Insects are the most extreme organisms on Earth and, despite their diminutive size, they wield inordinate power. With the exception of the polar ice caps every terrestrial ecosystem on earth is colonized by them, and they account for almost three-quarters of all named animals – that's one million species at the last count! This stunningly illustrated book is a celebration of the insect universe, exploring their amazing forms and functions, their fascinating behaviour and the enormous impact they have on our lives. With its lively and informative text, it looks at insects in all their extremes, from the biggest, fastest and fiercest to the best nest builder, most devious hunter and deadliest bride.
Insects are extreme in numbers – a single leaf-cutter ant nest, the size of a large camper van, may contain seven million individuals working together as a single giant super-organism. Insects are extreme in their bizarre forms – the stalk-eyed fly, as its name suggests, carries its eyes on the end of two ludicrously long stalks. And insects are invariably extreme in behaviour – take for instance the giraffe-necked weevil that holds head bobbing contests to win a mate. Yet there is always method in their apparent madness, as each strange form and function is an adaptation designed to solve the extreme pressures that arise through the struggle to survive in a world that is always dangerous, competitive and unforgiving.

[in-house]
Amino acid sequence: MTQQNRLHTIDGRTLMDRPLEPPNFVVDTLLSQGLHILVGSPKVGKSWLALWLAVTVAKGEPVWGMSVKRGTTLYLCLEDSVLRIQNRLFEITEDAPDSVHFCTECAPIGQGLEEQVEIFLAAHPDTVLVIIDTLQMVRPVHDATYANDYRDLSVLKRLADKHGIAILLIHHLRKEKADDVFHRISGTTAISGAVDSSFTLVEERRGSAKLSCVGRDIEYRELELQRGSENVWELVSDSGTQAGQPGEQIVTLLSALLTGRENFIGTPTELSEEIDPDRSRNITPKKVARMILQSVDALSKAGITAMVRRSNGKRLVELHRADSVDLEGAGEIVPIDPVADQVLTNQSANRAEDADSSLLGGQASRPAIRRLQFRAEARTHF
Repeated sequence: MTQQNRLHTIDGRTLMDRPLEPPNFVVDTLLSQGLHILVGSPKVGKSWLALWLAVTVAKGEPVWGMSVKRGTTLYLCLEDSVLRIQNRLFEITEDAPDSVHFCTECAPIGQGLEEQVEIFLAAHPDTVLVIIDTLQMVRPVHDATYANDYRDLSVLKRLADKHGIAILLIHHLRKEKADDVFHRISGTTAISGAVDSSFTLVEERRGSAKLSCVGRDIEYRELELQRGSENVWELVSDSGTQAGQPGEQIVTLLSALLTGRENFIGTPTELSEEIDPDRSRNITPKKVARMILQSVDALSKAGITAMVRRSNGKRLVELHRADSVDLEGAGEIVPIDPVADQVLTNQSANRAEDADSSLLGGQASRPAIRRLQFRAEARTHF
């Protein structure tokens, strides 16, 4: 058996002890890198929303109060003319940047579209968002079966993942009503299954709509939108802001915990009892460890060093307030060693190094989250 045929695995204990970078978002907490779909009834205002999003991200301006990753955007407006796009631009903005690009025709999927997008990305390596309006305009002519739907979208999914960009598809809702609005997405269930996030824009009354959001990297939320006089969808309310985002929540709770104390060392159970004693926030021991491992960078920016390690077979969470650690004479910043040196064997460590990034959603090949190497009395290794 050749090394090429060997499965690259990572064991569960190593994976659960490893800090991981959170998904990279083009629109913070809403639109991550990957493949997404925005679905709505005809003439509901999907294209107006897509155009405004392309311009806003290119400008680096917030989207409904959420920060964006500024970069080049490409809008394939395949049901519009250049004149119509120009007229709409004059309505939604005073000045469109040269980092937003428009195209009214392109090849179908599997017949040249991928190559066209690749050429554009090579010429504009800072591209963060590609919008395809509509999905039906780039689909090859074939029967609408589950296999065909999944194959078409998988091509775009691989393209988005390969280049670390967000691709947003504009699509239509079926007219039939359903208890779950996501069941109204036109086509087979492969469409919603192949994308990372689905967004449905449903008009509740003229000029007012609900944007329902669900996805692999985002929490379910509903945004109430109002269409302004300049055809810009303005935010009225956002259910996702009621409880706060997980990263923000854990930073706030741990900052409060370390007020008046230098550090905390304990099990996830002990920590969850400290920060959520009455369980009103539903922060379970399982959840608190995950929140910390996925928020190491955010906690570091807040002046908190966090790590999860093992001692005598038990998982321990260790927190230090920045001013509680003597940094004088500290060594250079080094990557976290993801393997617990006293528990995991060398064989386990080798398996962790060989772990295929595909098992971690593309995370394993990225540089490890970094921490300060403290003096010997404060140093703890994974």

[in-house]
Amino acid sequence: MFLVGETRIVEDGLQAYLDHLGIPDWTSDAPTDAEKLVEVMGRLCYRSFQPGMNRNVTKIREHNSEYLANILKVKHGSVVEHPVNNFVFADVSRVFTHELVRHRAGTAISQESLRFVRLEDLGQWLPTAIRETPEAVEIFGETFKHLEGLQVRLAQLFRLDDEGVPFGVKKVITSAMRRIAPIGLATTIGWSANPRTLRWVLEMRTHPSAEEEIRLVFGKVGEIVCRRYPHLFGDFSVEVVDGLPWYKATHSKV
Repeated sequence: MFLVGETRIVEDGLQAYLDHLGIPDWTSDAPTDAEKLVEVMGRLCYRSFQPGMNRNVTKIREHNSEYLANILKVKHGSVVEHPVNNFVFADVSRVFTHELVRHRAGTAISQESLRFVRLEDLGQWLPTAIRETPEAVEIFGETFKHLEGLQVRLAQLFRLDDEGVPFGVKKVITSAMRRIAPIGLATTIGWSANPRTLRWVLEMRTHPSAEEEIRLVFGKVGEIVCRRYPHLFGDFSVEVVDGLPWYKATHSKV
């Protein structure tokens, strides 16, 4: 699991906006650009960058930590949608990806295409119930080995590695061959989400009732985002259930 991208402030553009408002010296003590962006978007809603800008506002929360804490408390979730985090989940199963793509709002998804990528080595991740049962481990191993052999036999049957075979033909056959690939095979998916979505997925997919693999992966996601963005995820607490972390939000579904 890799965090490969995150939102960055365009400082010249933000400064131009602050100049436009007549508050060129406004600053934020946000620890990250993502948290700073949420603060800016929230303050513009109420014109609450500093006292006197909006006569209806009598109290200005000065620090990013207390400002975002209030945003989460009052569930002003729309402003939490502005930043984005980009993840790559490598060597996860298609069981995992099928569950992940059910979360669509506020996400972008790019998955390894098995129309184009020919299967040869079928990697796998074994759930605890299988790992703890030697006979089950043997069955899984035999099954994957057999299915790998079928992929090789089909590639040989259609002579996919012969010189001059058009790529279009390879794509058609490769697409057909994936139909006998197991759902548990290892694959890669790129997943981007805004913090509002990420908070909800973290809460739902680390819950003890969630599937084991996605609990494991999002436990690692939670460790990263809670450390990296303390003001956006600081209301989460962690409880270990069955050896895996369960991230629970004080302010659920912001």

Richard Jones is a Fellow of the Royal Entomological Society, a past president of the British Entomological Society and author of several books on insects, wildlife and gardening. He also contributes articles on insects and the environment to several high-profile newspapers and magazines (including the Guardian, BBC Wildlife and Gardener's World Magazine), appears regularly on radio and television, and takes part in ecological and environmental surveys.
"It beautifully highlights the wonder that is nature and serves as a fascinating look at creatures many people are quick to dismiss as a nuisance."
"[A] beautiful book."
- Daily Express